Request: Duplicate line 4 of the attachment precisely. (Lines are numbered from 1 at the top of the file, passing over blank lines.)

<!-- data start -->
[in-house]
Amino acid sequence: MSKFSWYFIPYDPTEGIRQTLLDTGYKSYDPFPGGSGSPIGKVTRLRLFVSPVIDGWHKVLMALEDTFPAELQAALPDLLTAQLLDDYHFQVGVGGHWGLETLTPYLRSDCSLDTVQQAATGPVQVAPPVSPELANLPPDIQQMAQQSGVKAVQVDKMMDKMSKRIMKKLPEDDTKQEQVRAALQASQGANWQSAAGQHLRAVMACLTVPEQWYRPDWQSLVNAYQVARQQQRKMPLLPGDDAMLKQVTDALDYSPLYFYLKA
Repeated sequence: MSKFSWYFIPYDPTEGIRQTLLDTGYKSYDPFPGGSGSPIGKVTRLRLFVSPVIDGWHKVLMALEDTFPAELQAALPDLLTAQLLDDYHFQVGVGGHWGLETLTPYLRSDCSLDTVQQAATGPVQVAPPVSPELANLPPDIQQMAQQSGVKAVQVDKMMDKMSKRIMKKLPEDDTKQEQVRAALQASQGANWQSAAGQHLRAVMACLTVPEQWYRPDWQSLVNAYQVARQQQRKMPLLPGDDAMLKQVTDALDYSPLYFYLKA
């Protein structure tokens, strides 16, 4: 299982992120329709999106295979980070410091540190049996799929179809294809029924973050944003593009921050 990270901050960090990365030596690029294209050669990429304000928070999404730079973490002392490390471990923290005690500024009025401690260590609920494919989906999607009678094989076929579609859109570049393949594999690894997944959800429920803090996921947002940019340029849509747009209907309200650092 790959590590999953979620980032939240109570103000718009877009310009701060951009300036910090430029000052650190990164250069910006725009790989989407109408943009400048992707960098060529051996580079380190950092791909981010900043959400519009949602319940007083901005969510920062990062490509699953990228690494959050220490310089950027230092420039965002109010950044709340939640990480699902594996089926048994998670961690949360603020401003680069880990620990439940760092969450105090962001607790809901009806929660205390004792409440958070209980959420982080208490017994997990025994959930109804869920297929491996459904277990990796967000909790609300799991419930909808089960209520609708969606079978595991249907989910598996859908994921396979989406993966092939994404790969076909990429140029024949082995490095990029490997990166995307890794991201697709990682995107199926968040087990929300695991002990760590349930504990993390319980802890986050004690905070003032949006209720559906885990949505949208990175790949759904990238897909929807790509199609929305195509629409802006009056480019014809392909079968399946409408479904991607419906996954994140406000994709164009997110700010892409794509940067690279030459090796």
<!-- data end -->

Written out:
């Protein structure tokens, strides 16, 4: 299982992120329709999106295979980070410091540190049996799929179809294809029924973050944003593009921050 990270901050960090990365030596690029294209050669990429304000928070999404730079973490002392490390471990923290005690500024009025401690260590609920494919989906999607009678094989076929579609859109570049393949594999690894997944959800429920803090996921947002940019340029849509747009209907309200650092 790959590590999953979620980032939240109570103000718009877009310009701060951009300036910090430029000052650190990164250069910006725009790989989407109408943009400048992707960098060529051996580079380190950092791909981010900043959400519009949602319940007083901005969510920062990062490509699953990228690494959050220490310089950027230092420039965002109010950044709340939640990480699902594996089926048994998670961690949360603020401003680069880990620990439940760092969450105090962001607790809901009806929660205390004792409440958070209980959420982080208490017994997990025994959930109804869920297929491996459904277990990796967000909790609300799991419930909808089960209520609708969606079978595991249907989910598996859908994921396979989406993966092939994404790969076909990429140029024949082995490095990029490997990166995307890794991201697709990682995107199926968040087990929300695991002990760590349930504990993390319980802890986050004690905070003032949006209720559906885990949505949208990175790949759904990238897909929807790509199609929305195509629409802006009056480019014809392909079968399946409408479904991607419906996954994140406000994709164009997110700010892409794509940067690279030459090796």